Category Archives: kirkland

July 4th Celebrations in the Greater Seattle Area

By: Rebecca Darley, AMS Inspection:  Home Inspections in Seattle and surrounding areas.

Seattle:  Family Fourth at Lake Union

July 4: Gas Works Park.  Games 12-8 p.m. Food vendors, beer garden, personal picnics OK, no BBQ or alcohol allowed. Fireworks at dusk. (www.family4th.org).

Bellevue Family 4th

July 4: Celebration with live music, kids activities and food 4-10:30 p.m. Fireworks at 10:05 p.m. Bellevue Downtown Park (www.bellevuedowntown.org/events/familyfourth).

Kirkland:  Celebrate Kirkland

July 4:  Kid parade, hat making and face painting at 10 a.m.  Main parade at 12 p.m.  Food vendors 1-5 p.m..  Bouncy Toys 2 p.m.  Heritage Park live music in the evening.  Fireworks at 10:15 p.m. Marina Park (www.celebratekirkland.org).

Sammamish:  4th on the Plateau

July 4: Live music, food, playground.  Fireworks at 10:15 p.m.  Sammamish Commons Park (www.ci.sammamish.wa.us/events/4thJuly.aspx).

Carnation: Fourth of July

July 4: Craft vendors, Hot Rods and Harleys, 5K Run/Walk, music, food, pony rides and bouncy toys.  Kid Parade at 10:30 a.m.  Grand parade 11 a.m.  Fireworks at dusk..  Tolt Commons Park (www.carnation4th.org).

Renton: Fabulous 4th of July

July 4:  Free kids activities, food vendors, face painting, 12-8 p.m. Stage entertainment 1:30-9:30 p.m. Fireworks at 10 p.m. Gene Coulon Memorial Beach Park (rentonwa.gov).

An Edmonds Kind of Fourth

July 4:  Fun run at 10 a.m.  Children’s parade at 11:30 a.m. and main parade at 12 p.m.  Firefighter waterball competition at 3 p.m.  Entertainment at 7:30 p.m.  Fireworks at 10 p.m. Civic Stadium (www.edmondswa.com/events/fourth-of-july.html).

Bothell Freedom Festival

July 4:  Free pancake breakfast at 8:30-10:30 a.m.  Kids parade at 11:15 a.m. Main parade at 12 p.m. (www.ci.bothell.wa.us).

Everett’s Colors of Freedom

July 4: Parade at 11 a.m.  Kids activities, food fair, live music and fireworks over Port Gardner Bay, 1-11 p.m.. Legion Memorial Park (www.enjoyeverett.org).

For a more complete list Puget Sound July 4th Celebrations read the Seattle Times article that was sourced.

Closing Costs Calculator for the Washington Home Buyer

We perform home inspections in about 10 counties throughout Washington from Seattle to Wenatchee.  Occasionally our clients call to book an inspection and are still a little confused about the inspection cost– who pays it, how much it is, etc.  We did a little internet search and found a few closing cost calculators that may help the potential home buyer.  The calculator we are sharing seems to have the most descriptions of the costs, but will only give you a rough idea since the costs are only estimations.  For example, they estimate the cost of an inspection at $175, but our inspections start at $275…this is standard for a single family home.  Condos may be less.  Also, the appraisal fee usually starts around $300.  A loan application fee will be added to the credit report for a combined fee of $75-$300.  With all this in mind you can use the calculator to get an idea of the added costs associated with buying a home.  If you have a good agent to walk you through the buying process then you won’t be blindsided with these costs.  They can also help you negotiate fees that may be shared with the seller.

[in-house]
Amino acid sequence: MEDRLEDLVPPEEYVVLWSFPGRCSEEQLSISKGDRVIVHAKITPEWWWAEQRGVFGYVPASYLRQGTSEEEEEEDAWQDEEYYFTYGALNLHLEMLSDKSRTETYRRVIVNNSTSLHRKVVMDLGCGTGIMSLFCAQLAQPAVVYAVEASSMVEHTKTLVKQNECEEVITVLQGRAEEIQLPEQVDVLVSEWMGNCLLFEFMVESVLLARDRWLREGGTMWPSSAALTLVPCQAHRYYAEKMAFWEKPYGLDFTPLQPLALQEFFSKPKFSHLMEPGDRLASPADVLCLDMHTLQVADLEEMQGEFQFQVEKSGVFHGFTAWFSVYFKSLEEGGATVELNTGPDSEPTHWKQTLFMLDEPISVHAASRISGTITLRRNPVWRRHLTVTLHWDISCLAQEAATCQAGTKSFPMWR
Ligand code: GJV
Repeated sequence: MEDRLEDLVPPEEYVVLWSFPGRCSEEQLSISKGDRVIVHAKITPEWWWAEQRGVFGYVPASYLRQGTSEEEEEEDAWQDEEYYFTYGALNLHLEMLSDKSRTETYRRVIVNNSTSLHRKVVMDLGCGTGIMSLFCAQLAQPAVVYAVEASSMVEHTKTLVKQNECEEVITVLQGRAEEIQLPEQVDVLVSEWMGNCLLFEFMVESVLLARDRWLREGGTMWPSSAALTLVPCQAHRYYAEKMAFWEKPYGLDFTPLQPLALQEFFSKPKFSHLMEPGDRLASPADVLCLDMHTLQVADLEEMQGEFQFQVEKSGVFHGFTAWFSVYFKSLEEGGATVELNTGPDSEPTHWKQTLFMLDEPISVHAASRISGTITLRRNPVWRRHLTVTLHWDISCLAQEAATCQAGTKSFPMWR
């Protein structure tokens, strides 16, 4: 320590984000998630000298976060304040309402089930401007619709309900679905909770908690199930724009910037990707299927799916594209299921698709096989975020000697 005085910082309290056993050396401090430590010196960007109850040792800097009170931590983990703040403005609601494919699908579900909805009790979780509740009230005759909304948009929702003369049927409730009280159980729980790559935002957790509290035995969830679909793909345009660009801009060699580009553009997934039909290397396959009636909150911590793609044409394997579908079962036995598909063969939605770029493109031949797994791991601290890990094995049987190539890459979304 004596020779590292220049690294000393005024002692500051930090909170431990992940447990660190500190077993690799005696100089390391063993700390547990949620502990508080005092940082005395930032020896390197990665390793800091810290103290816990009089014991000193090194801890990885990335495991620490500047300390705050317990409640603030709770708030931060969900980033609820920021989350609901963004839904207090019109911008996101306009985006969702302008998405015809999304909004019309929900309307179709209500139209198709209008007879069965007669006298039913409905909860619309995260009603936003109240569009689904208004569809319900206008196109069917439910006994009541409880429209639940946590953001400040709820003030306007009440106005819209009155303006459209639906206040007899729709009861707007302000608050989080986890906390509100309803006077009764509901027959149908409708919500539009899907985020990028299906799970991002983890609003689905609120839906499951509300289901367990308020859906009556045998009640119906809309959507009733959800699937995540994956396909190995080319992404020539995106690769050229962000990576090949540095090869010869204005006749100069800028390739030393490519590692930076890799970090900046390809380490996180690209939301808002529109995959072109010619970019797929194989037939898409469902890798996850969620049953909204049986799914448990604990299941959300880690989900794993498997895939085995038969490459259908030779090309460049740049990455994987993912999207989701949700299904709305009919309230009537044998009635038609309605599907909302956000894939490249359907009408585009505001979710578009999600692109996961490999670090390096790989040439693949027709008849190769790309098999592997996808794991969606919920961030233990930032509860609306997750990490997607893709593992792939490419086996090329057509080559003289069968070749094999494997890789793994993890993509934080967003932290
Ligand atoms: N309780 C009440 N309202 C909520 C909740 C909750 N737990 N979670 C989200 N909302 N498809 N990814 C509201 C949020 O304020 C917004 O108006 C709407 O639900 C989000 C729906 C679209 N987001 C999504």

Closing Costs Calculator from Mortgage-Investments.com

Homeowner Tax Guide: Get All Your Deductions!

In a time where buyers are cautious and are really weighing out all the benefits of home ownership here are some considerations for tax season. Several tax deductions and credits are providing relief to homeowners and making them very proud of their investment decision. Deducting mortgage interest, home equity debt, capital gains on home sales and taking advantage of energy conservation credits are just a few of the tax season benefits that homeowners can cash in on. Do you have a home office? There’s another one. Most of our monthly home loan payment is interest and you can deduct every bit of it. Only those folks with a loan of $1,000,000+ receive a cap on this deduction.

Stephanie Singer, a Realtors.org contributor wrote about this topic in Tax Time Less Taxing for Home Owners. She said that, “ninety-one percent of homeowners who claim the mortgage interest deduction earn less than $200,000 a year, and the ability to deduct the interest paid on a mortgage can mean significant savings at tax time. For example, a family who bought a home in 2010 with a $200,000, 30-year, fixed-rate mortgage, assuming an interest rate of 4.5 percent, could save nearly $3,500 in federal taxes when they file this year.”

We found a great resource from Kiplinger.com. They have listed all the deductions for homeowners at “What’s Deductible? – A to Z.” Check it out to make sure that you’re getting the most deductions as a homeowner. We use a skilled accountant in Wenatchee to guide us through our own tax deductions. We suggest that you hire a recommended accounting professional to point out these important opportunities for you.

WA State Energy Code’s New HVAC Requirement

This week one of our staff went to a WSU Extension Energy Program training in Wenatchee with a focus on duct sealing and testing requirements for the 2009 Washington State Energy Code for HVAC: 503.10.3 Sealing. We have two Energy Star Performance Technicians on staff so this class was more of a refresher course on duct testing but we did benefit from understanding more about the changes to the new HVAC requirements. Basically, the code is in a trial period. Contractors must test the HVAC now but do not have to meet the target rate of allowable leakage during this 120-day testing period. In April 2011 a judicial committee will listen to arguments from all sides and make a decision about the 503.10.3 Sealing WA State Energy Code.